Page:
In book three, he piles on some pretty unpleasant sexual abuse of children. To be fair, I should have expected it, given his history, but nonetheless once it’s in the head, it’s very hard to shift.

At one point, Remshi, the world’s oldest vampire, talks about the capacity of human memory, how remembering all the history he’s experienced would kill him; there’s a soliloquy about readers and their peculiar susceptibility to circumstances in mitigation of atrocity because of all of the experience, the empathy and acceptance they’ve absorbed through their eyes from novels. Hey, he’s preaching to the converted as here are we all, the cheering section of monsters (and it was easy, a potent sign of absolutely fan-fucking-tastic writing, to side with the murdering against the murdered). Memory is always going to be a topical debate, and I’ve always been fascinated, personally, by the seemingly elastic nature of the brain to be filled with information, when done so in an orderly fashion – I read an article that proposed we absorb more information in a day than a medieval peasant would have had to in a year. What’s the effect? Up to now, in this context, I would say that horror has lost its ability to horrify, plunged repeatedly into the armour against more generic terror and global suffering and thus dulled to bluntness. Duncan’s uncanny ability has seen its assault on my heart and stomach renewed, but in such an awesomely readable way that it’s absorbed along with everything else, tearing on the way in and lodging in the mind like a piece of shrapnel.

I may have said this previously, about writers like Percival Everett and Don Delillo, but I am in awe and inspired and completely depressed by the talents of the aforementioned, and also my favourite British author, Glen Duncan. He is like a rebuke, a quick slap to remind myself of the distance left to travel, from here (me) to there (him) and of all the sheer hard work that it will take, and of the swiftly receding time left to do it in. He’s taken a tired, worked out mine of imagery and mythology, and found a new and surprising vein of preciousness, of wonder, delight and dread, and exposed it to the light. AND it’s not just horror that gets a session with the whet stone. I leave that to you to discover.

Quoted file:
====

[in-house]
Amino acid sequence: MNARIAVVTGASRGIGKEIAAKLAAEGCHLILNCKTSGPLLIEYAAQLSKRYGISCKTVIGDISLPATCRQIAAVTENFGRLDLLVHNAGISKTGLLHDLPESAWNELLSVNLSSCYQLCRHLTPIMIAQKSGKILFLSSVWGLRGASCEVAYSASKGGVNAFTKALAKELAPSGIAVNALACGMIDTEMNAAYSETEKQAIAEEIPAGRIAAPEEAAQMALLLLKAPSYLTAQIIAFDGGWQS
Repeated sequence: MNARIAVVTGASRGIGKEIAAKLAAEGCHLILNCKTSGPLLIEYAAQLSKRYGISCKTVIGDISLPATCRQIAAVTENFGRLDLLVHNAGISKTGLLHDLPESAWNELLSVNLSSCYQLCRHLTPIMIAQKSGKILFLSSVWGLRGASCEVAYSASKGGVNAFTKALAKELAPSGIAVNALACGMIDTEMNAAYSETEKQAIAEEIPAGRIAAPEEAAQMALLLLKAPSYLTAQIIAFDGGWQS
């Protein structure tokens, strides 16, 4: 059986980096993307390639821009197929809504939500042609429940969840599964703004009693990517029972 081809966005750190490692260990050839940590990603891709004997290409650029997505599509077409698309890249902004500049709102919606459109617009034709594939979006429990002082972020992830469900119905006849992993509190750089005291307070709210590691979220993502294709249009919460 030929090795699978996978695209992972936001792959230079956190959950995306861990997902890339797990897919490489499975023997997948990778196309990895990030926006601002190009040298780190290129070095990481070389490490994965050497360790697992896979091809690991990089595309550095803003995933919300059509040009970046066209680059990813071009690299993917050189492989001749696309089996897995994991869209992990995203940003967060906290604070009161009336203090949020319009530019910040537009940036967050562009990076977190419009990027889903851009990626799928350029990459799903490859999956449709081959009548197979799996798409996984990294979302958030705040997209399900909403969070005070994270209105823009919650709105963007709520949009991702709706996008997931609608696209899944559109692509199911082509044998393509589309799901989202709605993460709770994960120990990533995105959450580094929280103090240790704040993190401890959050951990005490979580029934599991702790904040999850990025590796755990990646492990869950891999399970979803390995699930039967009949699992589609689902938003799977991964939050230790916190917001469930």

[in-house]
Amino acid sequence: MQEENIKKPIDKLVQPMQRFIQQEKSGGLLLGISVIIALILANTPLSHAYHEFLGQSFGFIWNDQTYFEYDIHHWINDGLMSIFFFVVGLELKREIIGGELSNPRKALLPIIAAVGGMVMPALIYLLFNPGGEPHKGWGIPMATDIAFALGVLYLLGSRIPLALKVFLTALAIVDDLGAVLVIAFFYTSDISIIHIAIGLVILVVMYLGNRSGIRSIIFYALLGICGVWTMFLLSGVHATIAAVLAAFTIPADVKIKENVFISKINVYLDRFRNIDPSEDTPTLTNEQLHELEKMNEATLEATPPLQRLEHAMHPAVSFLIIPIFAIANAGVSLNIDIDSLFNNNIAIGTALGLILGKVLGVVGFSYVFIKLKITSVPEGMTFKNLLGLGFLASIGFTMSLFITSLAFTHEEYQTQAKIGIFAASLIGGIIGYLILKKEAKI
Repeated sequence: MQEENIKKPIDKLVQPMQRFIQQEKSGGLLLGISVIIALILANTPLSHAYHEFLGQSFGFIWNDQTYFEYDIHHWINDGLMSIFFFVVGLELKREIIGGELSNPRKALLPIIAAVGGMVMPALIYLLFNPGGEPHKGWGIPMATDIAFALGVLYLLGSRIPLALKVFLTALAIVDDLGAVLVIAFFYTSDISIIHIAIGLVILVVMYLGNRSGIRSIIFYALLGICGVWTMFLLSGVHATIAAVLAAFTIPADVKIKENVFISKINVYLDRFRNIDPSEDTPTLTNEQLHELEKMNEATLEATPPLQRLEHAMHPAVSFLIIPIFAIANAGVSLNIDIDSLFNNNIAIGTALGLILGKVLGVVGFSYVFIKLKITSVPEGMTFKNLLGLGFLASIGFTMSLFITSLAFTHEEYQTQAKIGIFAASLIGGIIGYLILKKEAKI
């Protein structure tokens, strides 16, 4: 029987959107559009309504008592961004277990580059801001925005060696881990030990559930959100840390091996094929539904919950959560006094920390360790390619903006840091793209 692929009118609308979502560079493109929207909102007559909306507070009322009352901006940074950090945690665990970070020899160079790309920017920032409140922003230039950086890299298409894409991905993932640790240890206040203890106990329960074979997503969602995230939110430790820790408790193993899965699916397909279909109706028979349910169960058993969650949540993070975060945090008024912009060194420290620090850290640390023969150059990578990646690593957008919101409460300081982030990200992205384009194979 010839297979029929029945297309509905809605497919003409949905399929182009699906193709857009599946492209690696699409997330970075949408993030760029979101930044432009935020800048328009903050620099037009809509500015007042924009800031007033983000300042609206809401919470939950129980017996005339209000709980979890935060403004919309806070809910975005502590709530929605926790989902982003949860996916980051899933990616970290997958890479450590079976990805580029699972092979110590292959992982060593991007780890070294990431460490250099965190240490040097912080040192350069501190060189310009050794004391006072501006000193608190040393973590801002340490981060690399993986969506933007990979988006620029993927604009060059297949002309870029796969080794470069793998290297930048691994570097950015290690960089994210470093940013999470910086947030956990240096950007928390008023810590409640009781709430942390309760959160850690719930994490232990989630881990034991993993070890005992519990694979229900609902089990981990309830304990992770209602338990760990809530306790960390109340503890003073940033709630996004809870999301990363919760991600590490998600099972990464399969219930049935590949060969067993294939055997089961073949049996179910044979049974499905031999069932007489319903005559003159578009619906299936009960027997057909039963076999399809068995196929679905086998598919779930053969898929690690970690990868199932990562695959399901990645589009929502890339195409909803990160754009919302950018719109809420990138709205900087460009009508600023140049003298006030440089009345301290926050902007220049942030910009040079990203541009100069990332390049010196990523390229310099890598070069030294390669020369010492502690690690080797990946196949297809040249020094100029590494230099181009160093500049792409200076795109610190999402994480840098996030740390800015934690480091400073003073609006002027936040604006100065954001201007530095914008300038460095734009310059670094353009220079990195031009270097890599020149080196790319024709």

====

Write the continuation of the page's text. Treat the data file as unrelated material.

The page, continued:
How's about that then?

The Last Samurai by Helen DeWitt

The Vorrh by Brian Catling

There are some books on which I find myself taking a weary chance purely by the weight of Amazonian algorithmic pressure. This is by no means a good reason to buy a book (although what better reason is there to buy one other than there is a book there to buy?) but at 99p an electronic book is easily discarded if it fails to grip. And ths one kept coming up on Amazon, over and over. And over. I grew to hate its cover, the name, the single initial forename of the author. I was in fact dead set against enjoying or even being fair-handed in criticism of the book when finally I turned the first virtual page. 

Prejudice isn't strong enough to describe the feeling.

HOWEVER (in capitals so it's shouty and unavoidable) disregard everything I've said above. 99p is an absolute bargain for this (although I intend to purchase a hard copy when funds allow). It is ineffable, but I will attempt something of a review to give you an idea of why you should drop everything and buy a copy of thi…

Christie Malry's Own Double-Entry by B. S. Johnson

I know, or knew, very little about B. S. Johnson, except in the capacity of disinterested bookseller, wherein he was a singular, if not significant, thorn in my side, his loose leafed volume, The Unfortunates, causing much consternation among customers who had no idea a) how to read the damned thing and b) HOW TO PUT IT BACK TOGETHER AGAIN. Indeed, he presaged the bookselling omnishambles of publishers like Phaidon with their book-in-a-bubble, or the ones with bloody rounded bottoms, or odd aspect ratios meaning they never ever fit or even stay on the damned shelves, and don't get me started on FUCKING SPIRAL BINDING.... ahem. Where was I? Oh yes. He had come to my attention only when someone brought me a copy of Albert Angelo and complained that someone had torn holes right through the pages. At the time, I somehow managed to hold my tongue, even when she went and found all of the copies we had to show me this vandal had done it to every single one, in exactly the same place. I d…

Sucker's Portfolio by Kurt Vonnegut